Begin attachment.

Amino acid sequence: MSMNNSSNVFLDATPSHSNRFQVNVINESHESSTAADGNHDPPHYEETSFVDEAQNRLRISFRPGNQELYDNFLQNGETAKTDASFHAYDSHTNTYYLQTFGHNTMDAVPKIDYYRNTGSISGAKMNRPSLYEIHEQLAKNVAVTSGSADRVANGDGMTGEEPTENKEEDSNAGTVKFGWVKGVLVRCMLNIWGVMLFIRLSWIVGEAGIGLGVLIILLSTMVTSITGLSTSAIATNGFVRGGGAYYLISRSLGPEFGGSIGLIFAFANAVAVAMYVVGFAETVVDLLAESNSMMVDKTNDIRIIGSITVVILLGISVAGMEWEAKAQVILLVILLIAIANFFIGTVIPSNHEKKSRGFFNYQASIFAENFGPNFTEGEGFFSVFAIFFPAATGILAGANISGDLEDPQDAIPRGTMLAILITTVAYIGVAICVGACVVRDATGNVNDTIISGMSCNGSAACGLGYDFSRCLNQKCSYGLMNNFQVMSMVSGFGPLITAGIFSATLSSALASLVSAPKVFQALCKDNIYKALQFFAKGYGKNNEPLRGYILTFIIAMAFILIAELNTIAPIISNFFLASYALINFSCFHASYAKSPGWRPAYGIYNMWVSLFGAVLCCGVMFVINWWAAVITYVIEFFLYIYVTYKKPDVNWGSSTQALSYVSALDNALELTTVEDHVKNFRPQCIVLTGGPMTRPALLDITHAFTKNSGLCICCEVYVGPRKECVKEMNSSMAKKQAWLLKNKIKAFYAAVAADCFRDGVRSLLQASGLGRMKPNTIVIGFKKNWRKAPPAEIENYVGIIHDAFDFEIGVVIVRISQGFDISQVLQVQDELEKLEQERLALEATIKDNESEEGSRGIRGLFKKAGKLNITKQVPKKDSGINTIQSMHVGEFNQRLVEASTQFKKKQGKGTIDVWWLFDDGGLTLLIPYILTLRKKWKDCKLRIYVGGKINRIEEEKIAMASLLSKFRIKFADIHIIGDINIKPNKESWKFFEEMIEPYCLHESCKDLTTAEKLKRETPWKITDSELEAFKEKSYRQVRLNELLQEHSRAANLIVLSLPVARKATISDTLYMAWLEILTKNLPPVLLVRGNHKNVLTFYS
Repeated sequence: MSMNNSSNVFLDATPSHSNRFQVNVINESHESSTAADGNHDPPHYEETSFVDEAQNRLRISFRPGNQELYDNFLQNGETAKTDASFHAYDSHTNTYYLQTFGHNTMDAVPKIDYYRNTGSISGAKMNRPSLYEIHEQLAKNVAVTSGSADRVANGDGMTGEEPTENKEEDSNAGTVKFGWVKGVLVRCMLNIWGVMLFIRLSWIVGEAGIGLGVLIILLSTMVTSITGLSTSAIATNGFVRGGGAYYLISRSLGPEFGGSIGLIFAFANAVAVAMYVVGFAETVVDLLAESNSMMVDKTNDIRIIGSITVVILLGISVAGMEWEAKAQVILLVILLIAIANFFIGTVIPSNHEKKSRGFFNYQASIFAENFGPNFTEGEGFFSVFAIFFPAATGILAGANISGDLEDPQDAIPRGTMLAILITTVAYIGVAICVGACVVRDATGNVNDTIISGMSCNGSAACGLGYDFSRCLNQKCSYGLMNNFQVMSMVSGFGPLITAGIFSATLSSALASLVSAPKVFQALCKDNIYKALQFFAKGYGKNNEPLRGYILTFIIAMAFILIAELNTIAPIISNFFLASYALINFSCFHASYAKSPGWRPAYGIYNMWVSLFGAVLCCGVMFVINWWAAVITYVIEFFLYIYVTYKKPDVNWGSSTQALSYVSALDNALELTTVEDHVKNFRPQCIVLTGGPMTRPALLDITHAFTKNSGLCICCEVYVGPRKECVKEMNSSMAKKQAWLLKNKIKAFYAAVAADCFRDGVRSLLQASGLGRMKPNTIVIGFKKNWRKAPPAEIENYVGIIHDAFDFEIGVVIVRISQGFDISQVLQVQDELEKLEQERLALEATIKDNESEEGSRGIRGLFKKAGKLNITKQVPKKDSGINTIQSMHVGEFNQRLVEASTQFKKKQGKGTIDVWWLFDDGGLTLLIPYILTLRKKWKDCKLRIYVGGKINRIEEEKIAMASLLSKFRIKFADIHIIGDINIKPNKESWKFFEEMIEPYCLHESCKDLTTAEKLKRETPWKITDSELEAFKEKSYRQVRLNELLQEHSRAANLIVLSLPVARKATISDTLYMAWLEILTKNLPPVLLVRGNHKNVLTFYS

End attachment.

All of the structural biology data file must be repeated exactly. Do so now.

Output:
Amino acid sequence: MSMNNSSNVFLDATPSHSNRFQVNVINESHESSTAADGNHDPPHYEETSFVDEAQNRLRISFRPGNQELYDNFLQNGETAKTDASFHAYDSHTNTYYLQTFGHNTMDAVPKIDYYRNTGSISGAKMNRPSLYEIHEQLAKNVAVTSGSADRVANGDGMTGEEPTENKEEDSNAGTVKFGWVKGVLVRCMLNIWGVMLFIRLSWIVGEAGIGLGVLIILLSTMVTSITGLSTSAIATNGFVRGGGAYYLISRSLGPEFGGSIGLIFAFANAVAVAMYVVGFAETVVDLLAESNSMMVDKTNDIRIIGSITVVILLGISVAGMEWEAKAQVILLVILLIAIANFFIGTVIPSNHEKKSRGFFNYQASIFAENFGPNFTEGEGFFSVFAIFFPAATGILAGANISGDLEDPQDAIPRGTMLAILITTVAYIGVAICVGACVVRDATGNVNDTIISGMSCNGSAACGLGYDFSRCLNQKCSYGLMNNFQVMSMVSGFGPLITAGIFSATLSSALASLVSAPKVFQALCKDNIYKALQFFAKGYGKNNEPLRGYILTFIIAMAFILIAELNTIAPIISNFFLASYALINFSCFHASYAKSPGWRPAYGIYNMWVSLFGAVLCCGVMFVINWWAAVITYVIEFFLYIYVTYKKPDVNWGSSTQALSYVSALDNALELTTVEDHVKNFRPQCIVLTGGPMTRPALLDITHAFTKNSGLCICCEVYVGPRKECVKEMNSSMAKKQAWLLKNKIKAFYAAVAADCFRDGVRSLLQASGLGRMKPNTIVIGFKKNWRKAPPAEIENYVGIIHDAFDFEIGVVIVRISQGFDISQVLQVQDELEKLEQERLALEATIKDNESEEGSRGIRGLFKKAGKLNITKQVPKKDSGINTIQSMHVGEFNQRLVEASTQFKKKQGKGTIDVWWLFDDGGLTLLIPYILTLRKKWKDCKLRIYVGGKINRIEEEKIAMASLLSKFRIKFADIHIIGDINIKPNKESWKFFEEMIEPYCLHESCKDLTTAEKLKRETPWKITDSELEAFKEKSYRQVRLNELLQEHSRAANLIVLSLPVARKATISDTLYMAWLEILTKNLPPVLLVRGNHKNVLTFYS
Repeated sequence: MSMNNSSNVFLDATPSHSNRFQVNVINESHESSTAADGNHDPPHYEETSFVDEAQNRLRISFRPGNQELYDNFLQNGETAKTDASFHAYDSHTNTYYLQTFGHNTMDAVPKIDYYRNTGSISGAKMNRPSLYEIHEQLAKNVAVTSGSADRVANGDGMTGEEPTENKEEDSNAGTVKFGWVKGVLVRCMLNIWGVMLFIRLSWIVGEAGIGLGVLIILLSTMVTSITGLSTSAIATNGFVRGGGAYYLISRSLGPEFGGSIGLIFAFANAVAVAMYVVGFAETVVDLLAESNSMMVDKTNDIRIIGSITVVILLGISVAGMEWEAKAQVILLVILLIAIANFFIGTVIPSNHEKKSRGFFNYQASIFAENFGPNFTEGEGFFSVFAIFFPAATGILAGANISGDLEDPQDAIPRGTMLAILITTVAYIGVAICVGACVVRDATGNVNDTIISGMSCNGSAACGLGYDFSRCLNQKCSYGLMNNFQVMSMVSGFGPLITAGIFSATLSSALASLVSAPKVFQALCKDNIYKALQFFAKGYGKNNEPLRGYILTFIIAMAFILIAELNTIAPIISNFFLASYALINFSCFHASYAKSPGWRPAYGIYNMWVSLFGAVLCCGVMFVINWWAAVITYVIEFFLYIYVTYKKPDVNWGSSTQALSYVSALDNALELTTVEDHVKNFRPQCIVLTGGPMTRPALLDITHAFTKNSGLCICCEVYVGPRKECVKEMNSSMAKKQAWLLKNKIKAFYAAVAADCFRDGVRSLLQASGLGRMKPNTIVIGFKKNWRKAPPAEIENYVGIIHDAFDFEIGVVIVRISQGFDISQVLQVQDELEKLEQERLALEATIKDNESEEGSRGIRGLFKKAGKLNITKQVPKKDSGINTIQSMHVGEFNQRLVEASTQFKKKQGKGTIDVWWLFDDGGLTLLIPYILTLRKKWKDCKLRIYVGGKINRIEEEKIAMASLLSKFRIKFADIHIIGDINIKPNKESWKFFEEMIEPYCLHESCKDLTTAEKLKRETPWKITDSELEAFKEKSYRQVRLNELLQEHSRAANLIVLSLPVARKATISDTLYMAWLEILTKNLPPVLLVRGNHKNVLTFYS